Attribute accessibility, normative influence, and the effect of classical and country music on willingness to pay for social identity and utilitarian products

Publication Name

Psychology of Music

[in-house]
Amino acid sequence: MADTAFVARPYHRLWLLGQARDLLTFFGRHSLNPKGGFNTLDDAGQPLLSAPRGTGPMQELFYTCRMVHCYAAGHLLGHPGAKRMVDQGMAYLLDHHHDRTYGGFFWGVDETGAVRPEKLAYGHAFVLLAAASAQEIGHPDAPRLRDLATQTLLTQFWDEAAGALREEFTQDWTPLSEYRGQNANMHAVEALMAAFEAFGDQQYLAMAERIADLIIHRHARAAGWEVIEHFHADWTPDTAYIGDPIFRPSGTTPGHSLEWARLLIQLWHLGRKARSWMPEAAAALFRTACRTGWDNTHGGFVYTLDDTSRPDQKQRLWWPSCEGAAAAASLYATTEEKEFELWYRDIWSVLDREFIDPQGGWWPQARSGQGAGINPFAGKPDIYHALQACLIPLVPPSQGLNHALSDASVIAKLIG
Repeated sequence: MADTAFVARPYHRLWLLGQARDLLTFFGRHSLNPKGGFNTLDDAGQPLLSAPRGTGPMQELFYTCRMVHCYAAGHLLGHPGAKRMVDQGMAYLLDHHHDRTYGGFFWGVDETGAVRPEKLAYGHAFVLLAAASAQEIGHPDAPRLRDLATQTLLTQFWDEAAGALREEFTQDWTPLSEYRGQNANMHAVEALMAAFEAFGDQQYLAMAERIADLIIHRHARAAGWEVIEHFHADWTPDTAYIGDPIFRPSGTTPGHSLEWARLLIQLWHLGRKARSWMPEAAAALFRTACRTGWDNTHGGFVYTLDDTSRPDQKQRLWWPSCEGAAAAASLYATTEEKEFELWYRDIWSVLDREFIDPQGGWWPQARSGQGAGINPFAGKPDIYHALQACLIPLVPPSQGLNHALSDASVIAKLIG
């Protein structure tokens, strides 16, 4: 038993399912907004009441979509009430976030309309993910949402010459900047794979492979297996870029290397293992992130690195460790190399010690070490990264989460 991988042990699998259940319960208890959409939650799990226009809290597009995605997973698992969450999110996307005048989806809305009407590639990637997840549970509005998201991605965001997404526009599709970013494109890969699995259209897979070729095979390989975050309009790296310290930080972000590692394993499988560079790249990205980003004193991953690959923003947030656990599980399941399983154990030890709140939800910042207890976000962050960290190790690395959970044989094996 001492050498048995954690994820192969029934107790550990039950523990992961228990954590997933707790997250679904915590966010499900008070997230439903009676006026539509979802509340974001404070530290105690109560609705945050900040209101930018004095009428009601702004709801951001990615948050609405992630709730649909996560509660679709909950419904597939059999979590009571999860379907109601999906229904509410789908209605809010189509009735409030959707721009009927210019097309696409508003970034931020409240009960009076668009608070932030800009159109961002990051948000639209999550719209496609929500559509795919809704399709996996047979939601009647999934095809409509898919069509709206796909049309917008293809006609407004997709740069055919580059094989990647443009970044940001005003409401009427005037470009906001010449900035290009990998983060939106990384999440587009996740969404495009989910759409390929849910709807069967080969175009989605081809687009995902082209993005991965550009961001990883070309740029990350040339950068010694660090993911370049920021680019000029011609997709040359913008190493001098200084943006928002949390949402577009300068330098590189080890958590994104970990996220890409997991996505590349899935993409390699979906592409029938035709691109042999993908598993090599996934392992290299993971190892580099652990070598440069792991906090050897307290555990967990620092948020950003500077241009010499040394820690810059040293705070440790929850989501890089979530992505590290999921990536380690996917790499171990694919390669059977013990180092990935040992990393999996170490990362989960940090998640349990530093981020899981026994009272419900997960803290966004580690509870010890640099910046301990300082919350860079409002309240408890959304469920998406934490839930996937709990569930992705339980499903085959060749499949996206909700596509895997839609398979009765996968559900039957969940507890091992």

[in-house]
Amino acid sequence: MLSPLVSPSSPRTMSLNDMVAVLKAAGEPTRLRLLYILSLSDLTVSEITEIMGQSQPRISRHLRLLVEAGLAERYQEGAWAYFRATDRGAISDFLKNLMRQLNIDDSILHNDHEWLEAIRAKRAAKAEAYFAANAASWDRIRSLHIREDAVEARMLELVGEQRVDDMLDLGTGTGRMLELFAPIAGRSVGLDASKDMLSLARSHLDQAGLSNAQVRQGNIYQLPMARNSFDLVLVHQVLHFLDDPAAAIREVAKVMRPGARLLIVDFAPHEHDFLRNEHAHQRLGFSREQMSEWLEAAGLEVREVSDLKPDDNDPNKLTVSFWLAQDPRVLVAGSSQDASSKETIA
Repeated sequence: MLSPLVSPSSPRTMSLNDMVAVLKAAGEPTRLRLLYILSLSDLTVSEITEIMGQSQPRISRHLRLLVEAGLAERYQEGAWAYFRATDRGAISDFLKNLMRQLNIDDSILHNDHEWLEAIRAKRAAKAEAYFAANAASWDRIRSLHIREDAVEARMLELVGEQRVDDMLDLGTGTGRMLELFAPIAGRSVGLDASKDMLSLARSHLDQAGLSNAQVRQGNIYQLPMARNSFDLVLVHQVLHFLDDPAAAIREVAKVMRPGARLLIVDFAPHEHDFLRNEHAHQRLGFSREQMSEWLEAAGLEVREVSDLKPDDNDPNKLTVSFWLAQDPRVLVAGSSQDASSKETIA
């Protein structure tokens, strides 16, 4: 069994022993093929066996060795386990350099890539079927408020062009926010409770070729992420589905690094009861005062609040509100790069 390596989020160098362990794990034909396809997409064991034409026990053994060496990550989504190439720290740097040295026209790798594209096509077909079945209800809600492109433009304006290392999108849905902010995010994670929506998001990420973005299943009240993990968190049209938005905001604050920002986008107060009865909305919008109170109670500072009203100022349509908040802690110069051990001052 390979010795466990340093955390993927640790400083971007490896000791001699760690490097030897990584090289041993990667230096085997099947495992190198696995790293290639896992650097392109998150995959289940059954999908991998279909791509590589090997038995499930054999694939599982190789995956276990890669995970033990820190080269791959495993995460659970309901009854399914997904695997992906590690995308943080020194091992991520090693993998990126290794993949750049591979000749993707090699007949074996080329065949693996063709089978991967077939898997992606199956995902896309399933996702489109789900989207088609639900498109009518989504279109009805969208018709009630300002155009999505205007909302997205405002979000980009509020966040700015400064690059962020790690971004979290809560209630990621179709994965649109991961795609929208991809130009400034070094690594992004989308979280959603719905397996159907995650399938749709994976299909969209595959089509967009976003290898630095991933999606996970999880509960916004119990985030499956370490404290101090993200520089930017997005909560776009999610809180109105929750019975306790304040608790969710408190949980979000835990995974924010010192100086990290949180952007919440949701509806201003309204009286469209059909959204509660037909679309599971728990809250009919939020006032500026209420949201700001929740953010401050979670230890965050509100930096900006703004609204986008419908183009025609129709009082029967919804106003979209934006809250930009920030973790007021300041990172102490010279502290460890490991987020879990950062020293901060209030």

Previous studies indicate that background classical music is associated with customers in retail and leisure premises being prepared to pay more for various products and services. This online experiment tests whether these effects are due to music increasing the salience of valued product attributes (attribute accessibility hypothesis) or to a demand characteristic wherein music implies a norm to purchase expensive items (normative behavior hypothesis). A 3 (type of music—classical, country, no music, between subjects) × 2 (type of product—social identity or utilitarian, within subjects) × 2 (high vs. low incentive for accuracy, between subjects) mixed design was used in which participants stated the specific amount they would be prepared to pay for 30 products using free-choice format. Results showed a Music × Type of Product interaction, such that preparedness to spend was higher in the classical music condition but only in the case of social identity products. This is more consistent with the attribute accessibility hypothesis than the normative behavior hypothesis, and various commercial and practical consequences of these findings are discussed.

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